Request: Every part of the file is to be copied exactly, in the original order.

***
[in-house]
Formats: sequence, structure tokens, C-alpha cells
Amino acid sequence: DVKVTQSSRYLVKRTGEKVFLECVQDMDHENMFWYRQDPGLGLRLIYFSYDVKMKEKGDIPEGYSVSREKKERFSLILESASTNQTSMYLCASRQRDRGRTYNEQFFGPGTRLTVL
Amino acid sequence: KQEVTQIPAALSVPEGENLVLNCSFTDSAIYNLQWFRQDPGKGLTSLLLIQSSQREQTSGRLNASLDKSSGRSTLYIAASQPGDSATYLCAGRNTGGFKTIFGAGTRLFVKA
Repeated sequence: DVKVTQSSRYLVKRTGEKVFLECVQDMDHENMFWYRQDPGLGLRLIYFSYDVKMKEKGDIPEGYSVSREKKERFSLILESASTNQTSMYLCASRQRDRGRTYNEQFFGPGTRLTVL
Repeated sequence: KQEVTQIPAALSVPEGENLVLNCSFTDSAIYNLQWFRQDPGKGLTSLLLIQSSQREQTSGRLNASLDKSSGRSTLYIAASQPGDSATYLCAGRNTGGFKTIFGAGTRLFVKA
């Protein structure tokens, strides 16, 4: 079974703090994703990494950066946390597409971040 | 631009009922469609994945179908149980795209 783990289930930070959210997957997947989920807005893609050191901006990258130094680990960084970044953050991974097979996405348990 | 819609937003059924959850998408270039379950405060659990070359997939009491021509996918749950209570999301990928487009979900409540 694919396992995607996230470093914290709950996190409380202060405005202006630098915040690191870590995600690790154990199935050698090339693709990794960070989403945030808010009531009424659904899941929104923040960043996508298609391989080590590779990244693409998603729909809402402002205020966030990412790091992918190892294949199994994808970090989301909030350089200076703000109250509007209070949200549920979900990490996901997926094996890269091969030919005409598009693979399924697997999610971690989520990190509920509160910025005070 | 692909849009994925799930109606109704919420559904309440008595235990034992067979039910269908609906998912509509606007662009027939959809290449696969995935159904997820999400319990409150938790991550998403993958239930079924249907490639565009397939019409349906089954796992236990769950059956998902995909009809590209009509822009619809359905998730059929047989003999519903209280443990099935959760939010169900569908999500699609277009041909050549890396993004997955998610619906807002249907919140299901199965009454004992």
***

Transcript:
[in-house]
Formats: sequence, structure tokens, C-alpha cells
Amino acid sequence: DVKVTQSSRYLVKRTGEKVFLECVQDMDHENMFWYRQDPGLGLRLIYFSYDVKMKEKGDIPEGYSVSREKKERFSLILESASTNQTSMYLCASRQRDRGRTYNEQFFGPGTRLTVL
Amino acid sequence: KQEVTQIPAALSVPEGENLVLNCSFTDSAIYNLQWFRQDPGKGLTSLLLIQSSQREQTSGRLNASLDKSSGRSTLYIAASQPGDSATYLCAGRNTGGFKTIFGAGTRLFVKA
Repeated sequence: DVKVTQSSRYLVKRTGEKVFLECVQDMDHENMFWYRQDPGLGLRLIYFSYDVKMKEKGDIPEGYSVSREKKERFSLILESASTNQTSMYLCASRQRDRGRTYNEQFFGPGTRLTVL
Repeated sequence: KQEVTQIPAALSVPEGENLVLNCSFTDSAIYNLQWFRQDPGKGLTSLLLIQSSQREQTSGRLNASLDKSSGRSTLYIAASQPGDSATYLCAGRNTGGFKTIFGAGTRLFVKA
């Protein structure tokens, strides 16, 4: 079974703090994703990494950066946390597409971040 | 631009009922469609994945179908149980795209 783990289930930070959210997957997947989920807005893609050191901006990258130094680990960084970044953050991974097979996405348990 | 819609937003059924959850998408270039379950405060659990070359997939009491021509996918749950209570999301990928487009979900409540 694919396992995607996230470093914290709950996190409380202060405005202006630098915040690191870590995600690790154990199935050698090339693709990794960070989403945030808010009531009424659904899941929104923040960043996508298609391989080590590779990244693409998603729909809402402002205020966030990412790091992918190892294949199994994808970090989301909030350089200076703000109250509007209070949200549920979900990490996901997926094996890269091969030919005409598009693979399924697997999610971690989520990190509920509160910025005070 | 692909849009994925799930109606109704919420559904309440008595235990034992067979039910269908609906998912509509606007662009027939959809290449696969995935159904997820999400319990409150938790991550998403993958239930079924249907490639565009397939019409349906089954796992236990769950059956998902995909009809590209009509822009619809359905998730059929047989003999519903209280443990099935959760939010169900569908999500699609277009041909050549890396993004997955998610619906807002249907919140299901199965009454004992």